By Amy Huber, Editor –
A recent panel discussion featuring three MCC faculty and a local pastor focused on mythology and religion. This symposium was one of the last events from the October Arts and Humanities Festival, AhFest.
Moderator Andy Wible, chair of the Department of Arts and Humanities, opened the discussion by projecting the definition of a myth was projected on the overhead: “A traditional story especially one concerning the early history of people or explaining some natural or social phenomenon, and typically involving supernatural beings or events.”
The symposium focused on the role that mythology plays, and the role it should play in our lives. Michael Johnson, who teaches mythology at MCC, likened modern day mythology to Lord of the Rings and Star Wars. Johnson referred to Star Wars as “the myth that lies behind my generation.”
Johnson explained that all myths have “a good guy, and a bad guy.” An
example he gave is Luke Skywalker and Darth Vader, adding that throughout history, it has always been that way. He also noted Jesus vs. Satan as another example.
The group also discussed myths as common to all cultures, historically as a way to explain what the people did not understand – origins, life, death – as well as the struggle between good and evil and chaos and order.
Alfredo Hernandez, instructor of world religions at MCC, stated that history, culture and values make us what we are today.
“Myths help us understand our culture and the culture of our times,” he said.
When explaining why people like myths so much, Hernandez said “A book of history is informative, but not as good as historical fiction.”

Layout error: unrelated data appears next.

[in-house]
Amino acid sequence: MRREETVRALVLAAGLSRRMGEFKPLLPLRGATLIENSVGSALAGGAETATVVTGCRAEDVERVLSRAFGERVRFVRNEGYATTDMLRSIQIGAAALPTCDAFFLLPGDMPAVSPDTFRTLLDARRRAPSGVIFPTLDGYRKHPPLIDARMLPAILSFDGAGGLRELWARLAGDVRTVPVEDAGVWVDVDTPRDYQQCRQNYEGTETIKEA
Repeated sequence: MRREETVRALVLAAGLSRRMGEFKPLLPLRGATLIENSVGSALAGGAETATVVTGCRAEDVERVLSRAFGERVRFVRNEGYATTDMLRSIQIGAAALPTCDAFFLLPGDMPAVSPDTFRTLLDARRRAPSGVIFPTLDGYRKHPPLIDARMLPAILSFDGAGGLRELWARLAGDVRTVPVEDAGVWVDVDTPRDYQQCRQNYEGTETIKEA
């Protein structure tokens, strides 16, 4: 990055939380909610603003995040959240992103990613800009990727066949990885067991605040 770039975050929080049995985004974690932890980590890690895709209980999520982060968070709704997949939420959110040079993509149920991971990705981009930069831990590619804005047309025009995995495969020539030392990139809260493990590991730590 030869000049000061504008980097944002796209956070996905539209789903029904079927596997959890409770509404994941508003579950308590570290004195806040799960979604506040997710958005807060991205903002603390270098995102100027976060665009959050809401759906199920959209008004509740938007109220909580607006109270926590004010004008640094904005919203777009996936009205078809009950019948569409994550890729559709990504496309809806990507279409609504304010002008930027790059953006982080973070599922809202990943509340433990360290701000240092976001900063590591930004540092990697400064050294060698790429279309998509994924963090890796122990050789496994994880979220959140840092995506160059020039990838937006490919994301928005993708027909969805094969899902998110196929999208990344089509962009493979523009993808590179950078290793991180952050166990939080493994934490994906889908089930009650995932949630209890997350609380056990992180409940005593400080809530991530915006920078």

Bill Ultrecht, pastor of First Evangelical Lutheran Church in Muskegon, discussed the importance of myth in religion.
“Our lives are stories,” he said. “Life cannot be described by flat language, but larger than life stores about larger than life characters.”
Hernandez, said that when he steps outside of his own interpretation of reality, he finds common themes with different religions. He compared two mythological figures, a Shinto goddess who came from an eye to Eve who came from a rib.
One issue talked about was how myth relates to children, when it comes to such things as Halloween, the tooth Fairy, and Santa Claus.
“Myths are important to children, because it helps them to embrace the
ideas of super powers,” Hernandez said. “It would be cool if it makes adults strive to be role models and an inspiration for kids to look up to.”
Utrecht added, “Children are small in stature and myths are larger than life, and fun.”
“This stuff [myth] gets kids ready for adulthood,” Johnson said. “Myths are like poetry. They’re not literal; they’re figurative.”
In closing comments, Johnson summed up the importance of myth in Western culture today.
“Reading fantasy, myth or fairy tales is like looking at the world through a fun house mirror.”